Foreign Buyers Rush to Catch Falling Knives
Are foreign cash buyers savvy investors who are taking advantage of low prices to snap up bargains, or are they the fools who purchase overprices assets that natives won’t touch? Often its a little of both. I always enjoy reading Rich Toscano’s writing, and back in 2006, he wrote a brief post on what generally happens when foreign investment becomes prevalent in a market.
RICH TOSCANO — December 20, 2006
One argument I hear a lot is that foreign demand for local real estate has grown substantially in recent years, and that such foreign demand will be supportive of prices in the future.
Unfortunately, this argument puts the cart squarely in front of the horse. Investors from other countries are well known to be the very last participants to arrive at the scene of a financial bubble. They are the last to hear about all the riches to be made, the last to buy in, and the last to realize that the party is over.
The chart to the right provides an example from the history of bubbles past. The blue line represents the price of the Nasdaq Composite Index during its late-1990s flight to the heavens, along with the very beginning of its eventual journey back to earth. The red line denotes the dollar amount of U.S. stock purchases made by foreign investors.
It can easily be seen that foreign buyers chased the U.S. tech stock bubble all the way to the tippy top, and that they lagged prices the entire way. The final onslaught of foreign cash did not even hit our shores until after the Nasdaq had begun to decline from its final peak.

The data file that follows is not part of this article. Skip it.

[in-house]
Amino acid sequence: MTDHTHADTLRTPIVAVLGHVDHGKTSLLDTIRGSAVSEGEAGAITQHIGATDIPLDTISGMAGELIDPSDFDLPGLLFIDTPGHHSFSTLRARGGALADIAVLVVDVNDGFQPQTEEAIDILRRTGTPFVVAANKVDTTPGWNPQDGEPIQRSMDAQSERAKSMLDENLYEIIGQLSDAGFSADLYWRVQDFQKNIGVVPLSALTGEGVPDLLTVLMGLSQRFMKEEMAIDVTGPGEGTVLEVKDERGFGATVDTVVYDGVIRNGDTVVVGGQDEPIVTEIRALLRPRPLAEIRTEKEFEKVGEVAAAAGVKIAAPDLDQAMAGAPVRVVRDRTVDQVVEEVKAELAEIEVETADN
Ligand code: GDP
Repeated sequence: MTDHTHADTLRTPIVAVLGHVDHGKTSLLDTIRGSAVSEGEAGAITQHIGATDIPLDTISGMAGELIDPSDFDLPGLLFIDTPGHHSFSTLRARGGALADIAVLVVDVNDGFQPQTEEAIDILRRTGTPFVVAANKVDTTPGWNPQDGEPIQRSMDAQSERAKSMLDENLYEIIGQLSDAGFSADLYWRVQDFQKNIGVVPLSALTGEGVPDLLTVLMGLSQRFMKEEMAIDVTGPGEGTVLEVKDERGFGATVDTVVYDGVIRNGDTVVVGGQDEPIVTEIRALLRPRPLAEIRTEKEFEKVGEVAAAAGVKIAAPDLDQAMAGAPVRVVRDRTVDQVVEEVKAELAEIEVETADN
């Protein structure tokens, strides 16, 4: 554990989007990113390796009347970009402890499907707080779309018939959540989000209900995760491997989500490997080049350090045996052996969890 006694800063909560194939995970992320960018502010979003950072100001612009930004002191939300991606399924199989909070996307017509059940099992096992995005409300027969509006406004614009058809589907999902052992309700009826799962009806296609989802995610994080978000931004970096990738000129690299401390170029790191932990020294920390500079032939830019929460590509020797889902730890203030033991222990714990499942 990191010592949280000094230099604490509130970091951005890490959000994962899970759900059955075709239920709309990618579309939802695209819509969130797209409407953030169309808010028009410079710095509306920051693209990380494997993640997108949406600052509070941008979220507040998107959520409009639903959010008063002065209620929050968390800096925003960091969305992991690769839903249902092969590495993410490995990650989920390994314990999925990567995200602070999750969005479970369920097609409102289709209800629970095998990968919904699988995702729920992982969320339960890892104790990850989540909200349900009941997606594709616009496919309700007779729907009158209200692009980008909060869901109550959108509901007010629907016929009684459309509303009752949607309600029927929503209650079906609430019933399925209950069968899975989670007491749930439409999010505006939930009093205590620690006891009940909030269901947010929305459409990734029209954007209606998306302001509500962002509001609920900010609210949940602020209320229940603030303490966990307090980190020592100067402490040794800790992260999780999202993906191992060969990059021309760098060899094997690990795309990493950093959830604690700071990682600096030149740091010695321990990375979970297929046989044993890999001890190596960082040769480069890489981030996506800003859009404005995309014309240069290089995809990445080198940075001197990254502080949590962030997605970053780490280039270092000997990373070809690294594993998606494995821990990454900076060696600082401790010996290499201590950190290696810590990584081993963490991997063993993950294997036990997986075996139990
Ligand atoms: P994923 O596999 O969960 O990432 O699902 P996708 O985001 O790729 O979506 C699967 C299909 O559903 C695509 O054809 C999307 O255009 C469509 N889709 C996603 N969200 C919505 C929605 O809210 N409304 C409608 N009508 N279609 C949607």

Far from being a positive fundamental, a sudden excess of foreign participation in an asset market is indicative of ill-informed speculative money at work. When the foreigners really start piling on, it’s always a good sign that the end of the bubble is nigh.
As a rule, foreign investment comes from those with the least understanding of the market. Most often these investors are merely chasing the latest short-term rally in hopes it will continue. Sometimes they hit big paydays, but most often they end up overpaying for assets that take years to recover in price. Today’s featured article is a mixed bag; some investors are getting great deals while some are not.
By MICHELLE CONLIN (AP) – October 4, 2010
The Viceroy, a swanky condominium complex in downtown Miami, gives the impression that the United States is in another real estate boom. The sales office is strangely exuberant. Buyers gush about the glam condos — designed by hipster tastemaker Kelly Wearstler — and their hotel-like amenities: poolside libations, daily housekeeping and room service food stirred up by a celebrity chef.
Since January, 262 of the Viceroy’s 372 units have sold. But there’s a twist: Almost 90 percent of the buyers are foreigners. And they all paid cash.